Python provides the operator `x *= y`

to multiply two objects in-place by calculating the product `x * y`

and assigning the result to the first operands variable name `x`

. You can set up the in-place multiplication behavior for your own class by overriding the magic “dunder” method `__imul__(self, other)`

in your class definition.

>>> x = 2 >>> x *= 3 >>> x 6

The expression `x *= y`

is syntactical sugar for the longer-form `x = x * y`

:

>>> x = 2 >>> x = x * 3 >>> x 6

Let’s explore some examples on different data types of the operands.

## Integer Example

The `*=`

operator on integer operands stores the mathematical product of both operands in the left-hand operands’ variable name.

>>> x = 2 >>> x *= 21 >>> x 42

## Float Example

If at least one of the operands is a float value, the result is also a float—float is infectious!

>>> x = 2 >>> x *= 21.0 >>> x 42.0

## String Example

Can we multiply a string with an integer in-place? Of course! The result is a new string object created by concatenating the first string multiple times as specified by the second integer operand. This is called string concatenation:

>>> x = 'learn! ' >>> x *= 3 >>> x 'learn! learn! learn! '

## List Example

If the first operand is a list, the result of the in-place multiplication operation overwrites an existing list:

>>> my_list = ['Alice', 'Bob'] >>> my_list *= 3 >>> my_list ['Alice', 'Bob', 'Alice', 'Bob', 'Alice', 'Bob']

The in-place multiplication operator on lists doesn’t create a new list object but works on an existing list. Changing the list in-place for one variable `x`

has side-effects. For instance, another variable `my_list`

may point to the same object in memory that is updated through the use of in-place multiplication on any other variable pointing to that same object in memory.

>>> my_list = ['Alice', 'Bob'] >>> x = my_list >>> x *= 3 >>> x ['Alice', 'Bob', 'Alice', 'Bob', 'Alice', 'Bob'] >>> my_list ['Alice', 'Bob', 'Alice', 'Bob', 'Alice', 'Bob']

## Incompatible Data Type

What if two operands have an incompatible data type—unlike floats and integers? For example, if you try to multiply a list with a list in place?

>>> x = [1, 2] >>> x *= [1, 2] Traceback (most recent call last): File "<pyshell#12>", line 1, in <module> x *= [1, 2] TypeError: can't multiply sequence by non-int of type 'list'

The result of incompatible addition is a `TypeError`

. You can fix it by using only compatible data types for the in-place multiplication operation.

Can you use the operator on custom objects? Yes!

## Python In-Place Multiplication Magic Method

To use the in-place multiplication operator `*=`

on custom objects, define the `__imul__()`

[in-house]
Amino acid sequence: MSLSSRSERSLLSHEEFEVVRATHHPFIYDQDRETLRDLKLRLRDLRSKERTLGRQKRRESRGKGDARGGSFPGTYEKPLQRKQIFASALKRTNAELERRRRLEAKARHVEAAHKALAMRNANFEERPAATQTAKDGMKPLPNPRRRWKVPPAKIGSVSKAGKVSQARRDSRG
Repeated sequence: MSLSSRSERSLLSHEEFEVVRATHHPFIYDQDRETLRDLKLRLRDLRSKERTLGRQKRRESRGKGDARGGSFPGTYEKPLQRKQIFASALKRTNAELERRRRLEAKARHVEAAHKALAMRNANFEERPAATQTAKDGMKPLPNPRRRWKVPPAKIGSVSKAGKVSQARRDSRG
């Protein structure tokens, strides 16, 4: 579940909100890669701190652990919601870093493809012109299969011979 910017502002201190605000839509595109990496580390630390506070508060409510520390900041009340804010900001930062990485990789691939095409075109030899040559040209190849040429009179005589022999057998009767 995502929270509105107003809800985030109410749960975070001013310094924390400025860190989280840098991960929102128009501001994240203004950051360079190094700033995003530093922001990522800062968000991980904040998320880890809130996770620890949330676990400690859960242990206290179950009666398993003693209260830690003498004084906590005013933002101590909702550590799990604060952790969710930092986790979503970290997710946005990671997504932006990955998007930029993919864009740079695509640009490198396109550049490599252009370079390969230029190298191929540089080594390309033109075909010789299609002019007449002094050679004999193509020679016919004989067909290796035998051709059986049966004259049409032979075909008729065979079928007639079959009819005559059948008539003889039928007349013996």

method (*“dunder method”, “magic method”*) that takes two arguments `self`

and `other`

, updates the first argument `self`

with the result of the multiplication, and returns the updated object.

In the following code, you multiply two `Data`

objects by combining their contents:

class Data: def __init__(self, data): self.data = data def __imul__(self, other): self.data *= other.data return self x = Data(21) y = Data(2) x *= y print(x.data) # 42

You can see that the content of the first operand is updated as a result of the in-place multiplication operation.

## Python In-Place Operators

In-place assignment operators (also called *compound* assignment operators) perform an operation in-place on a variable provided as first operand. They overwrite the value of the first operand variable with the result of the operation when performing the operator without assignment. For example, `x += 3`

is the same as `x = x + 3`

of first calculating the result of `x +3`

and then assigning it to the variable x.

Operator | Name | Short Example | Equivalent Long Example |
---|---|---|---|

`=` | In-place Assignment | `x = 3` | |

`+=` | In-place Addition | `x += 3` | `x = x + 3` |

`-=` | In-place Subtraction | `x -= 3` | `x = x - 3` |

`*=` | In-place Multiplication | `x *= 3` | `x = x * 3` |

`/=` | In-place Division | `x /= 3` | `x = x / 3` |

`%=` | In-place Modulo | `x %= 3` | `x = x % 3` |

`//=` | In-place Integer Division | `x //= 3` | `x = x // 3` |

`**=` | In-place Power | `x **= 3` | `x = x ** 3` |

`&=` | In-place Bitwise And | `x &= 3` | `x = x & 3` |

`|=` | In-place Bitwise Or | `x |= 3` | `x = x | 3` |

`^=` | In-place Bitwise XOR | `x ^= 3` | `x = x ^ 3` |

`>>=` | In-place Bitwise Shift Right | `x >>= 3` | `x = x >> 3` |

<<= | In-place Bitwise Shift Left | `x <<= 5` | `x = x << 5` |

While working as a researcher in distributed systems, Dr. Christian Mayer found his love for teaching computer science students.

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